Disarmament Votes at the United Nations
On December 8, 2003, the United Nations General Assembly voted on this years resolutions on disarmament and security. The United States consistently voted against the most important resolutions on nuclear and space disarmament:
Comprehensive Test Ban Treaty: The United States cast the only vote against this resolution calling for bringing the CTBT into force. It was adopted by a vote of 173 to 1, with 4 abstentions.
Path to the total elimination of nuclear weapons: The United States and India were the only countries to vote against this resolution. Sponsored by Japan, it calls for compliance with the program for transparent, verified, and irreversible reduction and elimination of nuclear forces agreed by all states (including the United States) participating in the 2000 Nuclear Nonproliferation Treaty (NPT) review conference. It was adopted by a vote of 164 to 2, with 14 abstentions.
New Agenda for a nuclear-weapon-free world: Sponsored by Brazil, Egypt, Ireland, Mexico, New Zealand, Sweden and South Africa, this resolution centers on a call for compliance with the 2000 NPT program and also addresses missile defenses, weaponization of outer space, and reduction of nonategic weapons. It was adopted by a vote of 128 to 6, with 41 abstentions. The negative votes came from the United States, France, India, Israel, Pakistan, and the United Kingdom.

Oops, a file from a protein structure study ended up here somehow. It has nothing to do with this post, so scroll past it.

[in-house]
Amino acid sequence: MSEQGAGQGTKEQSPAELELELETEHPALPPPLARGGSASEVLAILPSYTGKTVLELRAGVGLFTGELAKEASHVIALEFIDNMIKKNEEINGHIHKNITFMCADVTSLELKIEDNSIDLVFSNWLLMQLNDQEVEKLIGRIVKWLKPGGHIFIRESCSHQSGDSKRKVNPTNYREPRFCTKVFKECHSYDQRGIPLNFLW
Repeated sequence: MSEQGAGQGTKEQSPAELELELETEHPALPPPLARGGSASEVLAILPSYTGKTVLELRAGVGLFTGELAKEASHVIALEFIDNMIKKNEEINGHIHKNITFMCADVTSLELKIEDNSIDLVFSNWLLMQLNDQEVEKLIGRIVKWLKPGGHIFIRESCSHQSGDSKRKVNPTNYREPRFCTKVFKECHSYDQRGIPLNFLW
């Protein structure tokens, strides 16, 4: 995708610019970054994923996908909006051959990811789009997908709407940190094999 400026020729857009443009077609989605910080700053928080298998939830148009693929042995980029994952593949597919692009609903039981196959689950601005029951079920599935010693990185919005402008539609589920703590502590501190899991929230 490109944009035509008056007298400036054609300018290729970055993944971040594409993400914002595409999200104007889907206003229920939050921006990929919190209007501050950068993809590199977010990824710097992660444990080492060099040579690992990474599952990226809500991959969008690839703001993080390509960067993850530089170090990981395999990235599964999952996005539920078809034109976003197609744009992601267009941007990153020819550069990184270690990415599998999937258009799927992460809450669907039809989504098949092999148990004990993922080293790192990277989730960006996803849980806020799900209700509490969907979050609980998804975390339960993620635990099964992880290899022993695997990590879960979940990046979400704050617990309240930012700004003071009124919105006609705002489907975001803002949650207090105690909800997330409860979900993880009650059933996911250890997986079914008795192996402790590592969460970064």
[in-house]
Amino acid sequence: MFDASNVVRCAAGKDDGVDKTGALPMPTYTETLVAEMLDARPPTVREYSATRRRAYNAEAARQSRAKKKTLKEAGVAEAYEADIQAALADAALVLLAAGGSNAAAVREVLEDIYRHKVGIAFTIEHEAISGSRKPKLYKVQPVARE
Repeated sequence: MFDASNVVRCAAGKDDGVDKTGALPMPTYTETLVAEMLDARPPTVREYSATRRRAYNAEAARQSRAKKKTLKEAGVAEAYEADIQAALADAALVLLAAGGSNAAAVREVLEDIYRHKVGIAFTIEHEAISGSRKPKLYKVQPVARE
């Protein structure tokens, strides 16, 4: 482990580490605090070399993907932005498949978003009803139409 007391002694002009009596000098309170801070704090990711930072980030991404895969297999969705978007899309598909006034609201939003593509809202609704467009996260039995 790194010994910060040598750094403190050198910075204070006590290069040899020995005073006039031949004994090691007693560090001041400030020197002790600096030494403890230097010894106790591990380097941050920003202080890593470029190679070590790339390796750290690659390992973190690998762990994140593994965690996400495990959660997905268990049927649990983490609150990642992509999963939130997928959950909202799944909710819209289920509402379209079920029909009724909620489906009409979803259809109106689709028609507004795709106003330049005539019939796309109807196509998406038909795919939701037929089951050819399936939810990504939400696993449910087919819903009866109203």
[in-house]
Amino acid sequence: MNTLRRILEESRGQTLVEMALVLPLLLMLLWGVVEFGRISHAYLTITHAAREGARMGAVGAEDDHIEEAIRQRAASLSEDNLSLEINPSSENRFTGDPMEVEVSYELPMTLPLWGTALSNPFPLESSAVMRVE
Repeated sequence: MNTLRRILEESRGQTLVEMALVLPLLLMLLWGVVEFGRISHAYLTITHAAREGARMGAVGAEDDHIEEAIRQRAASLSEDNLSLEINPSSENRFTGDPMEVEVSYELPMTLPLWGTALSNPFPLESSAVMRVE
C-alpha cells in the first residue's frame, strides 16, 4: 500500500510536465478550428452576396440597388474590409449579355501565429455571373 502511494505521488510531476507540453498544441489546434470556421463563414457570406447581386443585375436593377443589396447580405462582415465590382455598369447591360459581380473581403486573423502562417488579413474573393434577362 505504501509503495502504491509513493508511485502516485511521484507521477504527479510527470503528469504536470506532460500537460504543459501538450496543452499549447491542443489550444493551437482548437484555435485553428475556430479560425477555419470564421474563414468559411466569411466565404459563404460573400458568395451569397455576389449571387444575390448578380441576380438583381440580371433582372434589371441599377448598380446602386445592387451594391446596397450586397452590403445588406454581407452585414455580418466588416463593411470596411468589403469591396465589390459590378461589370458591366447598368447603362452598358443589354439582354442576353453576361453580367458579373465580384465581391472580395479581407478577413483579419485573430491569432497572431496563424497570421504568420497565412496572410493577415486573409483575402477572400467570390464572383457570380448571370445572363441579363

Obligation of nuclear disarmament: Paragraph one of the resolution on follow-up to the 1996 opinion of the International Court of Justice underlines the Courts unanimous conclusion that there is an obligation to pursue in good faith and bring to a conclusion negotiations on nuclear disarmament in all its aspects. In a separate vote, the paragraph was approved by a vote of 165 to 4, with 3 abstentions. The four countries voting no were the United States, France, Israel, and Russia.
Prevention of an arms race in outer space: This resolution calling for negotiations to prevent the weaponization of space was overwhelmingly adopted by a vote of 174 to zero. Four countries abstained: the United States, Israel, Micronesia, and the Marshall Islands.
For more information, see www.reachingcriticalwill.org
- John Burroughs, December 9, 2003
Lawyers Committee on Nuclear Policy